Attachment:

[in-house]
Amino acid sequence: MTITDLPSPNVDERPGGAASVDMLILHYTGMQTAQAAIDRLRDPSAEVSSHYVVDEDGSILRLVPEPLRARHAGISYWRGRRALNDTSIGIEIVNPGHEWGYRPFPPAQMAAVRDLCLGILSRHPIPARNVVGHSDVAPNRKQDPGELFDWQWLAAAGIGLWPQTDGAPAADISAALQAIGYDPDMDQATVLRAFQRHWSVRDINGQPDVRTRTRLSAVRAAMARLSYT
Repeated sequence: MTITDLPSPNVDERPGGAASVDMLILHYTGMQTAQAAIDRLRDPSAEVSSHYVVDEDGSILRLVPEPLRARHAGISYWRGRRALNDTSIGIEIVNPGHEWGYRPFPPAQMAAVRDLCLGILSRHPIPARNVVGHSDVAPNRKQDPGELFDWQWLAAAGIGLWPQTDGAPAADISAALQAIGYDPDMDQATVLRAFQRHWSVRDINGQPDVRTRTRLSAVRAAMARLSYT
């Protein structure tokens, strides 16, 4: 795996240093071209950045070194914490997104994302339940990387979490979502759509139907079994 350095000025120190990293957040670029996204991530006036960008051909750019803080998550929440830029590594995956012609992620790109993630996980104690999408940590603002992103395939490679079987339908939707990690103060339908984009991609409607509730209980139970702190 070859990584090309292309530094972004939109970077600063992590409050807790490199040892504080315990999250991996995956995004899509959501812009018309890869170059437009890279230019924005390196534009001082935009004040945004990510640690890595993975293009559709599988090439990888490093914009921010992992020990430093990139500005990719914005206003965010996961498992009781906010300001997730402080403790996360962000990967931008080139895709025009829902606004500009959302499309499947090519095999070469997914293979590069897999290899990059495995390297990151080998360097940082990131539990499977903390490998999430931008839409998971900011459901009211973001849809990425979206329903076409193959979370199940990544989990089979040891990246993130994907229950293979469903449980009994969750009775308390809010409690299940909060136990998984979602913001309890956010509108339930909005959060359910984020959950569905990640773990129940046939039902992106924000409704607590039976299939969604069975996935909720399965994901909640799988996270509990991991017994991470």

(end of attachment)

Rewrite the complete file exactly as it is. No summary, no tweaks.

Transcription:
[in-house]
Amino acid sequence: MTITDLPSPNVDERPGGAASVDMLILHYTGMQTAQAAIDRLRDPSAEVSSHYVVDEDGSILRLVPEPLRARHAGISYWRGRRALNDTSIGIEIVNPGHEWGYRPFPPAQMAAVRDLCLGILSRHPIPARNVVGHSDVAPNRKQDPGELFDWQWLAAAGIGLWPQTDGAPAADISAALQAIGYDPDMDQATVLRAFQRHWSVRDINGQPDVRTRTRLSAVRAAMARLSYT
Repeated sequence: MTITDLPSPNVDERPGGAASVDMLILHYTGMQTAQAAIDRLRDPSAEVSSHYVVDEDGSILRLVPEPLRARHAGISYWRGRRALNDTSIGIEIVNPGHEWGYRPFPPAQMAAVRDLCLGILSRHPIPARNVVGHSDVAPNRKQDPGELFDWQWLAAAGIGLWPQTDGAPAADISAALQAIGYDPDMDQATVLRAFQRHWSVRDINGQPDVRTRTRLSAVRAAMARLSYT
């Protein structure tokens, strides 16, 4: 795996240093071209950045070194914490997104994302339940990387979490979502759509139907079994 350095000025120190990293957040670029996204991530006036960008051909750019803080998550929440830029590594995956012609992620790109993630996980104690999408940590603002992103395939490679079987339908939707990690103060339908984009991609409607509730209980139970702190 070859990584090309292309530094972004939109970077600063992590409050807790490199040892504080315990999250991996995956995004899509959501812009018309890869170059437009890279230019924005390196534009001082935009004040945004990510640690890595993975293009559709599988090439990888490093914009921010992992020990430093990139500005990719914005206003965010996961498992009781906010300001997730402080403790996360962000990967931008080139895709025009829902606004500009959302499309499947090519095999070469997914293979590069897999290899990059495995390297990151080998360097940082990131539990499977903390490998999430931008839409998971900011459901009211973001849809990425979206329903076409193959979370199940990544989990089979040891990246993130994907229950293979469903449980009994969750009775308390809010409690299940909060136990998984979602913001309890956010509108339930909005959060359910984020959950569905990640773990129940046939039902992106924000409704607590039976299939969604069975996935909720399965994901909640799988996270509990991991017994991470």